“I’m just going to pray and believe for your son’s healing!” said the kind woman at the small group I was attending. I managed to force a tight smile because I knew she meant well, but my real thought was no thanks! My son has autism, and a number of other medical challenges. It’s a very interesting indicator of someone’s understanding of disability to see their reaction when I talk about his hospital visits, therapies and sensory meltdowns. It doesn’t make me angry when people don’t understand – before I had my son I knew little about autism and all its manifestations. I’ve had to learn a lot, so it’s part of my personal outreach to the world to teach them about my son, while I teach him how to navigate the world that isn’t often accommodating to him.
But it’s hard to know how to respond to someone deciding, unasked, to pray for him to be healed. What would that healing look like? Would it take away his phenomenally heightened sense of sound that allows him to hear things I can’t? Would he no longer have the incredible memory of every planet ever discovered and every satellite ever launched? Would I trade that for him no longer being so overwhelmed by noisy crowds that we rarely attend family events? Would it be worth losing some of his unique personality if it meant he gained the ability to hold a pencil correctly and write letters consistently?
This is the essence of disability. It means a person is “dis” able, or unable to do certain things that typical people take for granted and indeed instinctively believe all people can and should do. It doesn’t mean that someone is broken, or malformed, or automatically is wishing they were like everyone else. I think it’s more a reflection of the cultural values of strength, conformity, and health that we assume that any mention of a disability in the Christian world is also a cry for healing. If someone wants to pray for my son’s heart to be healed from the pain of seeing other people misunderstand and disapprove of his sudden need to run away from a loud noise, I fully support them. But that’s because all of us need our hearts healed from the pain of not being accepted for who we are.
But what does it mean if we believe God “formed you in your mother’s womb” and part of that forming included autism, Down’s syndrome or some other non-typical child? Can our understanding of the diverse range of human abilities include disabilities without viewing them as mistakes or punishments? Can we hold both truths – that those with disability and the families who care for them may carry a heavy burden, but also be incredibly blessed and fully celebrate that disabled person exactly as they are?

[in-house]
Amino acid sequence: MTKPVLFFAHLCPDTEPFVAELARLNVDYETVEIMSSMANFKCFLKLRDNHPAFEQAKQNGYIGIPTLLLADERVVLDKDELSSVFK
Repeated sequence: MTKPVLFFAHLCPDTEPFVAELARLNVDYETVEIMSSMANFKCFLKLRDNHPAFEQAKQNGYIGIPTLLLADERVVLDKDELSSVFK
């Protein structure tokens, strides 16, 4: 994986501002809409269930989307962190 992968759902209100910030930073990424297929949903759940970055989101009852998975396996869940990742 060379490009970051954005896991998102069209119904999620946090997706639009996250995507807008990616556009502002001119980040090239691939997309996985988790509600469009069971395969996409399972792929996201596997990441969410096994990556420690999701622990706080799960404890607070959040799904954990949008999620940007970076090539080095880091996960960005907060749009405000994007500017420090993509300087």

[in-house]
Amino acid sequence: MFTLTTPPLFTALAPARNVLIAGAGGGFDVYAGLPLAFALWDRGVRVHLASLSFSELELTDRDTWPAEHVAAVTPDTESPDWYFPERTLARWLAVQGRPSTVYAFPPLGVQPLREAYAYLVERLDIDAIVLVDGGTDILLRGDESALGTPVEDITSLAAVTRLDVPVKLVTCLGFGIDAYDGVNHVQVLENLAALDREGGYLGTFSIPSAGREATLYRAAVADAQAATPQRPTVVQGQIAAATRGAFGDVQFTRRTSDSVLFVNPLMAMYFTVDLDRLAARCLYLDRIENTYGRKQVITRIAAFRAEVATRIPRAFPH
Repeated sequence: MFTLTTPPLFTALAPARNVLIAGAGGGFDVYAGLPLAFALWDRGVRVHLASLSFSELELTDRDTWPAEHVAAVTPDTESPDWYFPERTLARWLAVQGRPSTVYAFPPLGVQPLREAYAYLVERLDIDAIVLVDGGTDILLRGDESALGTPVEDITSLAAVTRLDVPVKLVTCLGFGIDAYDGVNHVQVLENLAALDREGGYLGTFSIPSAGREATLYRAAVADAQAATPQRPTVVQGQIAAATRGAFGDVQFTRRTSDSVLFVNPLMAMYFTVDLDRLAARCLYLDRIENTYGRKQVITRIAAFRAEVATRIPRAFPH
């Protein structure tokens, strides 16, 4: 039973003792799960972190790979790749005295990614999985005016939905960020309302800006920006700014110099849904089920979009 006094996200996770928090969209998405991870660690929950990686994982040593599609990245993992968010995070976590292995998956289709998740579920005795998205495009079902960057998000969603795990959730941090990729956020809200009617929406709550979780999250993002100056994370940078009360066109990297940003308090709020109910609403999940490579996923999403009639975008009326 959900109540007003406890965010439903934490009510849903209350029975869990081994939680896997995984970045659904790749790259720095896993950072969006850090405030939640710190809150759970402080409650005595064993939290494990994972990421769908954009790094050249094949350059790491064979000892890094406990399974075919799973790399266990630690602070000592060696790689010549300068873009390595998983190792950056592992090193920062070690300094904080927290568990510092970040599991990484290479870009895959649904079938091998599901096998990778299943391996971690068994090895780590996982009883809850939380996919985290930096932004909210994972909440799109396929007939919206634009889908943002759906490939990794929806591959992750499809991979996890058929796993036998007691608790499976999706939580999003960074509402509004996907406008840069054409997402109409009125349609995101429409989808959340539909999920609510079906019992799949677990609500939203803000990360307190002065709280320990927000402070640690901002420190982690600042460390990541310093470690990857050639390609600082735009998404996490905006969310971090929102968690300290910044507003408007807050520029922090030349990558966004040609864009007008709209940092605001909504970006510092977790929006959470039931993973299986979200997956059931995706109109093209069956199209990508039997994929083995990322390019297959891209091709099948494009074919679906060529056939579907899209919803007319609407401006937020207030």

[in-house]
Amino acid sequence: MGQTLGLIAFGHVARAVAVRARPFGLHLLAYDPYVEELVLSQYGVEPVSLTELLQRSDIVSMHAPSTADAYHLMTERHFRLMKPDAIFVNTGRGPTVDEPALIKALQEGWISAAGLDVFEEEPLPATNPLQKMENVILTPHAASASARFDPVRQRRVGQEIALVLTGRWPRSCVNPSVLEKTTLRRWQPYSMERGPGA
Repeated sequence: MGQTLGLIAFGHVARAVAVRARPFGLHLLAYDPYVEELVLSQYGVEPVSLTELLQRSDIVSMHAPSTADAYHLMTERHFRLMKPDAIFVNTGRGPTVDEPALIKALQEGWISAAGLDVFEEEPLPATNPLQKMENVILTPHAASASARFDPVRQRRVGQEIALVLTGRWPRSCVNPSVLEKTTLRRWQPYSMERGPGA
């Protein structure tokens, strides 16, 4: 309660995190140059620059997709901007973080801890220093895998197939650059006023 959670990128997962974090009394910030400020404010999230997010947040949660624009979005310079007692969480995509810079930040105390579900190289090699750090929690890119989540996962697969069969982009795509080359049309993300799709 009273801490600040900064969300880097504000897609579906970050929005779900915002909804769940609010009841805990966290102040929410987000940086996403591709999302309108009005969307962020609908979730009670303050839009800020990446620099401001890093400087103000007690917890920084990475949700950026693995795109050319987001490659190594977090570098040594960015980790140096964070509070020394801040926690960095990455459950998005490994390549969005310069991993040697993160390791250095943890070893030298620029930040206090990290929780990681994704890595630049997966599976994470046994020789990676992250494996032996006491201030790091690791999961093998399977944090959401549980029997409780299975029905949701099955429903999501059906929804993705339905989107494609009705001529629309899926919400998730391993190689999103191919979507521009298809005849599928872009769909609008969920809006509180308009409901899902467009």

A doctor I was seeing for my own medical needs asked how my day to day stress level was. I said it was fairly high, as I cared for my son with autism and he has a tendency to shout, throw things, or try to run away (out the front door and into the street) when he’s scared. Without further information she firmly said, “Well, I’ll cure your son no problem, here’s what you need to do!” And she began to list supplements and other treatments she was sure would work (despite none of them being what is recommended by my son’s developmental specialist). I felt a sickening lurch in my gut and found the only thing I could do was tune out her voice. At that moment I realized offering to “cure” my son felt exactly like she had offered to erase his mind like a computer hard drive. Cure my son of his insatiable need to learn scientific information? Cure him of his blunt way of saying “that person LIED!” when he was told something wouldn’t hurt and it did? Yes, like with all children, there are things I hope my son will learn in time to do differently. And yes, it’s tempting sometimes to wish he didn’t have the struggles and challenges that lead to many moments of crying and despair. But who he is? I believe he and all people with disabilities are profoundly valuable exactly the way they are right now. Not in some future “heavenly” or “healed” state.
When Jesus heals the blind men in Matthew 9, he says, “According to your faith be it done to you.” Those men’s hearts desired healing. Perhaps because there were no resources or accommodation for blindness at that time. Or perhaps just because it’s what they wanted. But the healing came according to their hearts, not the assumptions of those around them for what would be “best.” It’s true that someone with a disability will have a harder time in certain aspects of life. But what other group would we consider it appropriate to say we would pray for those hardships to go away? Do we pray for people from under-resourced parts of India to become British because that would make life easier for them? Do we pray for people with dark skin to have lighter skin because they would be safer in encounters with police? It’s wrong to “pray away” the essence of who someone is, even if that essential fact does truly make life more challenging for them.
What if the people of Jesus were known as the ones working to make accessible spaces for those with disabilities? What if going to church meant going to a place where everyone was welcomed exactly as they are now, and humbly asked how the services, physical spaces and programs were suited to their individual needs? Then the body of Christ could truly be one with all of its members, and all of their abilities and disabilities. We all can use prayers for healing from the wounds that life leaves on our hearts. But let’s not be the ones who add to those wounds by a lack of acceptance and accommodation for those who have disabilities.